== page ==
The Ruby Suns
Sea Lion takes you on a “strange, lovely trip,” said Emily Mackay in New Musical Express. California native Ryan McPhun uprooted himself to Auckland, New Zealand, where he formed the Ruby Suns, and since their 2005 self-titled debut, the songwriter just can’t seem to stay put. McPhun has trekked to Africa, Thailand, and throughout the South Pacific, not only adding stamps to his passport but also broadening the band’s musical range. Sea Lion shows McPhun “wandering the world, capturing sounds on his Dictaphone, and stitching them into a patchwork quilt” of international noise and nuance. This is world music by way of indie pop, said Andrew Leahey in Billboard. While bands such as Yeasayer and Vampire Weekend adopt global styles, the Ruby Suns fully immerse themselves in foreign cultures. As a result, they’ve created an “aural melting pot.” The melodies burst with ethnic flavors from djembe drums to steel-string ukuleles. “Tane Mahuta” is sung entirely in the Polynesian dialect of the Maori people. But throughout this musical voyage, McPhun keeps stirring in sunny psych-pop that’s reminiscent of fellow Californian Brian Wilson. That “hard-charging positivity” keeps Sea Lion grounded, said Andrew Gaerig in Pitchforkmedia.com. The album “shines brightest when it stays closest to its indie rock roots,” proving that maybe there is no place like home.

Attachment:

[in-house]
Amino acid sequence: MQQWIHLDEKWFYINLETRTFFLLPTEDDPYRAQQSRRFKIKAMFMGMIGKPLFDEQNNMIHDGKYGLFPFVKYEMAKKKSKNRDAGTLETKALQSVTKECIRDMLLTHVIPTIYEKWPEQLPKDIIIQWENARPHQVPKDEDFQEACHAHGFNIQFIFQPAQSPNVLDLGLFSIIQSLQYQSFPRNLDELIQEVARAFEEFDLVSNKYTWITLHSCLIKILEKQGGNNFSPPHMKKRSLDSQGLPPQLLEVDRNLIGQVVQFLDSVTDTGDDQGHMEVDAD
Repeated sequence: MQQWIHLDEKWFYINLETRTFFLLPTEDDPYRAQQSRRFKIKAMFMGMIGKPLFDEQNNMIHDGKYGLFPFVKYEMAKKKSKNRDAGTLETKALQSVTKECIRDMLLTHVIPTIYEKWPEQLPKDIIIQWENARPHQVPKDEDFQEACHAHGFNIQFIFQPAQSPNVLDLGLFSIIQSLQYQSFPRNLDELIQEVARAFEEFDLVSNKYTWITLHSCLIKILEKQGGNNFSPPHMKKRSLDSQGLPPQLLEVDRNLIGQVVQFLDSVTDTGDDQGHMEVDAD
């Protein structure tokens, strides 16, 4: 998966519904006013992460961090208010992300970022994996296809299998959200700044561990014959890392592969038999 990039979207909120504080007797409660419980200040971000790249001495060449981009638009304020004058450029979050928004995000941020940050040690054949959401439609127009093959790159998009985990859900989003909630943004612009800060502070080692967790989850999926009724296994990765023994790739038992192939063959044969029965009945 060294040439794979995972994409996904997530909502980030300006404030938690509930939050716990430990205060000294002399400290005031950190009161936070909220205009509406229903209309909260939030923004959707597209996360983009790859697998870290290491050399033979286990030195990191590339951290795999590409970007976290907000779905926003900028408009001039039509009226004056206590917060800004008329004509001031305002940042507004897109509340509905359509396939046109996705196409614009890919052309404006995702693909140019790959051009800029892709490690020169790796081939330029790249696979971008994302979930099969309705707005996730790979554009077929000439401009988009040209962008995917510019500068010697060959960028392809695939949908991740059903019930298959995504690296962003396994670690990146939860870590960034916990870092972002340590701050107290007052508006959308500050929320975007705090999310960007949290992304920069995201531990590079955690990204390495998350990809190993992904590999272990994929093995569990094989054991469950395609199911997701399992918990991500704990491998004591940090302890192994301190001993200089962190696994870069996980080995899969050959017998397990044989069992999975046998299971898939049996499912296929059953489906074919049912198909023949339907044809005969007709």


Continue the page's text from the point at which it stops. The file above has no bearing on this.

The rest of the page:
THE WEEK'S AUDIOPHILE PODCASTS: LISTEN SMARTER
- The real reason conservatives should be outraged that police killed a white youth
- 8 ways you're probably overspending without even realizing it
- 7 grammar rules you really should pay attention to
- Why you should stop believing in evolution
- What would a U.S.-Russia war look like?
- Even critics of the euro didn't see this coming
- Why the West should accept ISIS as a sovereign nation
- The secret to handling pressure like astronauts, Navy SEALs, and samurai
- 6 constitutional amendments that just missed the cut
- The essential techniques that every home cook should know
Subscribe to the Week